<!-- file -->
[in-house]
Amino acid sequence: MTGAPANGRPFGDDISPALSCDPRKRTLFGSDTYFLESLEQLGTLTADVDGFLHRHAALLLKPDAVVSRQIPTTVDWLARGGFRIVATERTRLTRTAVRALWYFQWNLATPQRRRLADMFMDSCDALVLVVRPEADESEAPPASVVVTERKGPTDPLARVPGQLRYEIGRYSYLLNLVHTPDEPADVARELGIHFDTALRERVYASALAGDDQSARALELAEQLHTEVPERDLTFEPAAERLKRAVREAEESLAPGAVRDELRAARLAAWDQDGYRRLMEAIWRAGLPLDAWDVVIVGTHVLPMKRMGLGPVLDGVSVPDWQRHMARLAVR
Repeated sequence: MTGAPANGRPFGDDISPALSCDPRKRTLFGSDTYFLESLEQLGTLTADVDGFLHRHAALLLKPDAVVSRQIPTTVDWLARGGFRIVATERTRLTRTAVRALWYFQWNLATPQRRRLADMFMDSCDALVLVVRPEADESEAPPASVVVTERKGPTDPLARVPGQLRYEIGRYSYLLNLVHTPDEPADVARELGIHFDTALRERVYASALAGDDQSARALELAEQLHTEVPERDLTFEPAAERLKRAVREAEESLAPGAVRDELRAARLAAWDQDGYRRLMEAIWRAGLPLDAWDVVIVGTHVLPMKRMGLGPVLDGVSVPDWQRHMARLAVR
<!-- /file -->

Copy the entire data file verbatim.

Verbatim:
[in-house]
Amino acid sequence: MTGAPANGRPFGDDISPALSCDPRKRTLFGSDTYFLESLEQLGTLTADVDGFLHRHAALLLKPDAVVSRQIPTTVDWLARGGFRIVATERTRLTRTAVRALWYFQWNLATPQRRRLADMFMDSCDALVLVVRPEADESEAPPASVVVTERKGPTDPLARVPGQLRYEIGRYSYLLNLVHTPDEPADVARELGIHFDTALRERVYASALAGDDQSARALELAEQLHTEVPERDLTFEPAAERLKRAVREAEESLAPGAVRDELRAARLAAWDQDGYRRLMEAIWRAGLPLDAWDVVIVGTHVLPMKRMGLGPVLDGVSVPDWQRHMARLAVR
Repeated sequence: MTGAPANGRPFGDDISPALSCDPRKRTLFGSDTYFLESLEQLGTLTADVDGFLHRHAALLLKPDAVVSRQIPTTVDWLARGGFRIVATERTRLTRTAVRALWYFQWNLATPQRRRLADMFMDSCDALVLVVRPEADESEAPPASVVVTERKGPTDPLARVPGQLRYEIGRYSYLLNLVHTPDEPADVARELGIHFDTALRERVYASALAGDDQSARALELAEQLHTEVPERDLTFEPAAERLKRAVREAEESLAPGAVRDELRAARLAAWDQDGYRRLMEAIWRAGLPLDAWDVVIVGTHVLPMKRMGLGPVLDGVSVPDWQRHMARLAVR